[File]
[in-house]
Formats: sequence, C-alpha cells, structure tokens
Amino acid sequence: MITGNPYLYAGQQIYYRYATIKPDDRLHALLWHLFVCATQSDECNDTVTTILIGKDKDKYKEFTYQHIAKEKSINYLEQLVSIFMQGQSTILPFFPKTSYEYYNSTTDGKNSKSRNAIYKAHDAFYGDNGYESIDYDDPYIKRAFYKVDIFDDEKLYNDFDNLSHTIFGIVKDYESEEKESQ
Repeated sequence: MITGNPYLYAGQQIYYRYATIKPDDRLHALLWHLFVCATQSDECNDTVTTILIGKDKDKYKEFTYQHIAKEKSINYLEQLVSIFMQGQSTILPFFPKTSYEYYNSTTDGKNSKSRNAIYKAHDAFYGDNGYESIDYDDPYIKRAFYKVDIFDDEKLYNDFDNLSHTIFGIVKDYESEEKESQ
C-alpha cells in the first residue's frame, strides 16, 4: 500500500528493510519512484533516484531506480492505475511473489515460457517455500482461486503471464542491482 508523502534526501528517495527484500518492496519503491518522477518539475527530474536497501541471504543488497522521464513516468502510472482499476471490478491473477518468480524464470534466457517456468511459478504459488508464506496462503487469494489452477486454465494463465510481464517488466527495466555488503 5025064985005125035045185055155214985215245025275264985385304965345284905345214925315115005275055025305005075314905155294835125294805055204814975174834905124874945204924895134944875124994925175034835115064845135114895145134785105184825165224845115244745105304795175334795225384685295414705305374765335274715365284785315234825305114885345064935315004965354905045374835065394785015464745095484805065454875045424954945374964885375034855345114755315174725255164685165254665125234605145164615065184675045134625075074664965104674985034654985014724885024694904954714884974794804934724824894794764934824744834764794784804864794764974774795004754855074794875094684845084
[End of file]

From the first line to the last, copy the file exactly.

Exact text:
[in-house]
Formats: sequence, C-alpha cells, structure tokens
Amino acid sequence: MITGNPYLYAGQQIYYRYATIKPDDRLHALLWHLFVCATQSDECNDTVTTILIGKDKDKYKEFTYQHIAKEKSINYLEQLVSIFMQGQSTILPFFPKTSYEYYNSTTDGKNSKSRNAIYKAHDAFYGDNGYESIDYDDPYIKRAFYKVDIFDDEKLYNDFDNLSHTIFGIVKDYESEEKESQ
Repeated sequence: MITGNPYLYAGQQIYYRYATIKPDDRLHALLWHLFVCATQSDECNDTVTTILIGKDKDKYKEFTYQHIAKEKSINYLEQLVSIFMQGQSTILPFFPKTSYEYYNSTTDGKNSKSRNAIYKAHDAFYGDNGYESIDYDDPYIKRAFYKVDIFDDEKLYNDFDNLSHTIFGIVKDYESEEKESQ
C-alpha cells in the first residue's frame, strides 16, 4: 500500500528493510519512484533516484531506480492505475511473489515460457517455500482461486503471464542491482 508523502534526501528517495527484500518492496519503491518522477518539475527530474536497501541471504543488497522521464513516468502510472482499476471490478491473477518468480524464470534466457517456468511459478504459488508464506496462503487469494489452477486454465494463465510481464517488466527495466555488503 5025064985005125035045185055155214985215245025275264985385304965345284905345214925315115005275055025305005075314905155294835125294805055204814975174834905124874945204924895134944875124994925175034835115064845135114895145134785105184825165224845115244745105304795175334795225384685295414705305374765335274715365284785315234825305114885345064935315004965354905045374835065394785015464745095484805065454875045424954945374964885375034855345114755315174725255164685165254665125234605145164615065184675045134625075074664965104674985034654985014724885024694904954714884974794804934724824894794764934824744834764794784804864794764974774795004754855074794875094684845084